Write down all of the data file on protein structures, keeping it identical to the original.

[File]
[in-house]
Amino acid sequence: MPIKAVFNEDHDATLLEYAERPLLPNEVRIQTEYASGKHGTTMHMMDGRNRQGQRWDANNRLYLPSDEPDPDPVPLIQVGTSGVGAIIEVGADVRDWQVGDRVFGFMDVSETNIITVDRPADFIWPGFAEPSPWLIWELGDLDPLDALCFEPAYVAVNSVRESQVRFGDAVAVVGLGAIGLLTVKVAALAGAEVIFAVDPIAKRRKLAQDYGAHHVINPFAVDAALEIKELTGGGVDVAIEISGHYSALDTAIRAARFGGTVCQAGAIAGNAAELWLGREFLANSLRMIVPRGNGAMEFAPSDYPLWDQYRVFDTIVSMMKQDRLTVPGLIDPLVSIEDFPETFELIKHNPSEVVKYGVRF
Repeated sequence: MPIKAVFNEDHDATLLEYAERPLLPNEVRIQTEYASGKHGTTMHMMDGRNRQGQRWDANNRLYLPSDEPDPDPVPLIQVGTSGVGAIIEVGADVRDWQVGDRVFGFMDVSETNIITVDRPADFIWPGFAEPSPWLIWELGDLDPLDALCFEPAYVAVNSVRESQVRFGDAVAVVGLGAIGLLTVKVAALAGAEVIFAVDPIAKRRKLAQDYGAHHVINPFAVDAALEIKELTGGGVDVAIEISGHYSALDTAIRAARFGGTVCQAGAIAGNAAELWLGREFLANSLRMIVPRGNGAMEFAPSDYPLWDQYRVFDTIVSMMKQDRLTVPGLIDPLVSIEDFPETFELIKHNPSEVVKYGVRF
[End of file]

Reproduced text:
[in-house]
Amino acid sequence: MPIKAVFNEDHDATLLEYAERPLLPNEVRIQTEYASGKHGTTMHMMDGRNRQGQRWDANNRLYLPSDEPDPDPVPLIQVGTSGVGAIIEVGADVRDWQVGDRVFGFMDVSETNIITVDRPADFIWPGFAEPSPWLIWELGDLDPLDALCFEPAYVAVNSVRESQVRFGDAVAVVGLGAIGLLTVKVAALAGAEVIFAVDPIAKRRKLAQDYGAHHVINPFAVDAALEIKELTGGGVDVAIEISGHYSALDTAIRAARFGGTVCQAGAIAGNAAELWLGREFLANSLRMIVPRGNGAMEFAPSDYPLWDQYRVFDTIVSMMKQDRLTVPGLIDPLVSIEDFPETFELIKHNPSEVVKYGVRF
Repeated sequence: MPIKAVFNEDHDATLLEYAERPLLPNEVRIQTEYASGKHGTTMHMMDGRNRQGQRWDANNRLYLPSDEPDPDPVPLIQVGTSGVGAIIEVGADVRDWQVGDRVFGFMDVSETNIITVDRPADFIWPGFAEPSPWLIWELGDLDPLDALCFEPAYVAVNSVRESQVRFGDAVAVVGLGAIGLLTVKVAALAGAEVIFAVDPIAKRRKLAQDYGAHHVINPFAVDAALEIKELTGGGVDVAIEISGHYSALDTAIRAARFGGTVCQAGAIAGNAAELWLGREFLANSLRMIVPRGNGAMEFAPSDYPLWDQYRVFDTIVSMMKQDRLTVPGLIDPLVSIEDFPETFELIKHNPSEVVKYGVRF